Lost dog survives year in the Old Man Range



After losing his dog on Earnscleugh Station, George Sheild could not believe it when his huntaway was found alive – one year later. Yvonne O’Hara reports.



As there was no sign of his huntaway in the three months after he went missing in the hills above Earnscleugh Station, in Alexandra, owner George Sheild, of Blackmount, had to assume he was dead.

However, 51 weeks after disappearing into the Old Man Range above the station, the 6-year-old dog was found last month.

Mr Sheild said when his dog arrived back home, it was so pleased to see his boss, that it “took my legs clean out from under me”.

“I lost him when we did the autumn muster on Earnscleugh Station, on the first day.”

He said his dog, Ben, had disappeared after following a female dog.

Mr Sheild had returned to Earnscleugh Station several times to look for Ben but after three months was convinced his dog had died.

“Being smart contributed to his survival,” he said.

“I also give credit to his breeder, Kerry Kilmister.”

Earnscleugh Station is owned by the Campbell family, and Amanda Campbell, who is a vet, said Ben had been found by a hunter.

She said the huntaway was malnourished but hugely pleased to be back with people.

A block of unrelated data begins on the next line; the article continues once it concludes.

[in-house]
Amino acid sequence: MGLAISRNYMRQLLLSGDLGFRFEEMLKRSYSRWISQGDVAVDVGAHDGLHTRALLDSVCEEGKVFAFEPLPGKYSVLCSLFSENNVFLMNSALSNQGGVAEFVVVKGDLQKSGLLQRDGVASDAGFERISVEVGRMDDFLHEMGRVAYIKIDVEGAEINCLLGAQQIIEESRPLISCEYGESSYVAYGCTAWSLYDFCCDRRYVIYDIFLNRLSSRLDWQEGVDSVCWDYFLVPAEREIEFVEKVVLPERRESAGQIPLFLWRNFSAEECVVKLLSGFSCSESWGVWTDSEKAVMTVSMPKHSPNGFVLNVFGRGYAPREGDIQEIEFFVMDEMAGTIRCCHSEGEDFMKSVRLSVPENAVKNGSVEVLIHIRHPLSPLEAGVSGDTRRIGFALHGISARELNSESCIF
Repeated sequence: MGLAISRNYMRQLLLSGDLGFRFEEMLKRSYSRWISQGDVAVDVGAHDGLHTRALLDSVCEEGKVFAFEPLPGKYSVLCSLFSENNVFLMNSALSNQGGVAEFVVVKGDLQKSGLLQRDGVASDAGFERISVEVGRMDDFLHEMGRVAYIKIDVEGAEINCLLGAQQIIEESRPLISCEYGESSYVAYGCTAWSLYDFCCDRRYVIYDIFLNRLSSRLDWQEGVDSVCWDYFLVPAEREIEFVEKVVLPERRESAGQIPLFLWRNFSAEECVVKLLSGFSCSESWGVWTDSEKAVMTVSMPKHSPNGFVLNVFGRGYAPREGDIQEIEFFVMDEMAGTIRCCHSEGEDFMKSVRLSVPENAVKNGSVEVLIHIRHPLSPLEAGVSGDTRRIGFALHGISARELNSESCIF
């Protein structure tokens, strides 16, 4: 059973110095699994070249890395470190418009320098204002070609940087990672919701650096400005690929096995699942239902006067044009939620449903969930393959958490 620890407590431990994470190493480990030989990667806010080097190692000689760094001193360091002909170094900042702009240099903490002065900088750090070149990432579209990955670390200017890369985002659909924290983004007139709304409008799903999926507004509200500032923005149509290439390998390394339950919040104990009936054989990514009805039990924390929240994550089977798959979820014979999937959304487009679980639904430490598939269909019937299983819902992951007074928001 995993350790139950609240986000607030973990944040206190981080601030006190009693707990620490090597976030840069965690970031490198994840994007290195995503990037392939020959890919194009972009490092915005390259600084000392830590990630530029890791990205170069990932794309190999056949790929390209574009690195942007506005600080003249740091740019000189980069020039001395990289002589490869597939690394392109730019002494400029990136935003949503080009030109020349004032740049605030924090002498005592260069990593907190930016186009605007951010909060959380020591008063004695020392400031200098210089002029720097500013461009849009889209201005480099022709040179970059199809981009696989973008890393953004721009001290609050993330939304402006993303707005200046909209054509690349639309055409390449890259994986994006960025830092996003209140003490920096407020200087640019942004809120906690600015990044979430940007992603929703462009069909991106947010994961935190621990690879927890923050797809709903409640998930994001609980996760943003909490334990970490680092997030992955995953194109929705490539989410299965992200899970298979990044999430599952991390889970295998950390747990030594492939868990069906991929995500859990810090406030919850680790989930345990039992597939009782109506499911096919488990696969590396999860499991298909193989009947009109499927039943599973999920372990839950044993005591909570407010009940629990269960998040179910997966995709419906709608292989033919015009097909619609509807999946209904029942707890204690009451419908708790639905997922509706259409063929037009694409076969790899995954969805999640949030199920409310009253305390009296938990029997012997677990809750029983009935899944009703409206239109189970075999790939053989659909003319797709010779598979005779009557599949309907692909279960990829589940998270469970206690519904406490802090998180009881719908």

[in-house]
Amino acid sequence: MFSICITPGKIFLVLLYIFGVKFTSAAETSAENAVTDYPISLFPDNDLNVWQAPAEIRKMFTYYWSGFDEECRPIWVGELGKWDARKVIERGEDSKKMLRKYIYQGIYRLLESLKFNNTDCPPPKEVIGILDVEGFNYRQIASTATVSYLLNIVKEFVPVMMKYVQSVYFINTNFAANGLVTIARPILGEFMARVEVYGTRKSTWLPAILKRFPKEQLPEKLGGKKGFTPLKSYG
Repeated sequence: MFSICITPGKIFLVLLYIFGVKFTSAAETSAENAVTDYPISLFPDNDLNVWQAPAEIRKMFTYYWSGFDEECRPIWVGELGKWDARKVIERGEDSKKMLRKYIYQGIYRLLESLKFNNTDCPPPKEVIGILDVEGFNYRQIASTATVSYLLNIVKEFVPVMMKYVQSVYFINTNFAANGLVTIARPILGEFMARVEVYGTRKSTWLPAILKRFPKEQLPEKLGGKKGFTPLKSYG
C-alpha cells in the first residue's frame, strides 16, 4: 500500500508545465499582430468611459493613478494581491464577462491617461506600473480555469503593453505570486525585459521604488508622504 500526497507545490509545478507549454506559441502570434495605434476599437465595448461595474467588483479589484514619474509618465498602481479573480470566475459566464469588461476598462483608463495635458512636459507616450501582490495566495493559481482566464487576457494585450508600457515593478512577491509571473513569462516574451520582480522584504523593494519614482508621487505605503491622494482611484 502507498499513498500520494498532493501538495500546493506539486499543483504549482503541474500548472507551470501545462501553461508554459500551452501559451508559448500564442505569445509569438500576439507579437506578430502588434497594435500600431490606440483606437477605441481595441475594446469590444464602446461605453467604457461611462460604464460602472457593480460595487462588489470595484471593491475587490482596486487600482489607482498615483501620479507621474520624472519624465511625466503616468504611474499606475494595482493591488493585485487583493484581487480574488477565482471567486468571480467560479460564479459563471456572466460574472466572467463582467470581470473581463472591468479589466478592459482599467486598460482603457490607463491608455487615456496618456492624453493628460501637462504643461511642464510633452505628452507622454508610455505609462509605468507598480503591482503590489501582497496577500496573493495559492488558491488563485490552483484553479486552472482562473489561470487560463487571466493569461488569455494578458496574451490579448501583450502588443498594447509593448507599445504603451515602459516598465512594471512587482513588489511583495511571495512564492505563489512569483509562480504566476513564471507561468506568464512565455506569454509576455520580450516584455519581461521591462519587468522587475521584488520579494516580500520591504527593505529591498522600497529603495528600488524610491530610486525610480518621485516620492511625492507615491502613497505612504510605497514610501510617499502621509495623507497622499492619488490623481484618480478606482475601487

The dog had apparently survived on sheep and cattle carcasses.

Mr Sheild said he was still shocked and thrilled to have his dog back.

“Logan Clulee was hunting on Doc land above the station and found him,” he said.

“He brought him down to Thomas Ballantine, the station’s head shepherd, and he sent me a photo.

“I knew it was him straight away.”

Mr Ballantine said the hunter took about half an hour to catch Ben as the dog was “pretty wary”.

“It was the first time I have heard of a dog surviving up there,” he said.

“It is pretty unusual and he looked pretty scruffy.

“Normally they find their way out but as George works down south [the dog] might have set his beacon [homing instinct] to go that way.”

He said he had not heard of anyone else seeing the dog up the range.

He thought Ben would have sheltered under rocks or tussocks. They had found a cow carcass that looked as though the dog may have been able to feed on.

The dog was driven back to his home at Blackmount by Murray Kennedy.

The huntaway was light in condition and rough coated from a poor diet, but was now back competing with his boss at the North Otago Centre championships on the station last week.

However, they were not placed.

“I want to thank Duncan and Alistair Campbell, and Amanda Campbell, and Tom and Logan for finding him and bringing him back, and Murray.

“It is unreal that he is back,” Mr Sheild said.

“He was still the same dog as when I lost him and did not go feral.”Sneakers StoreNike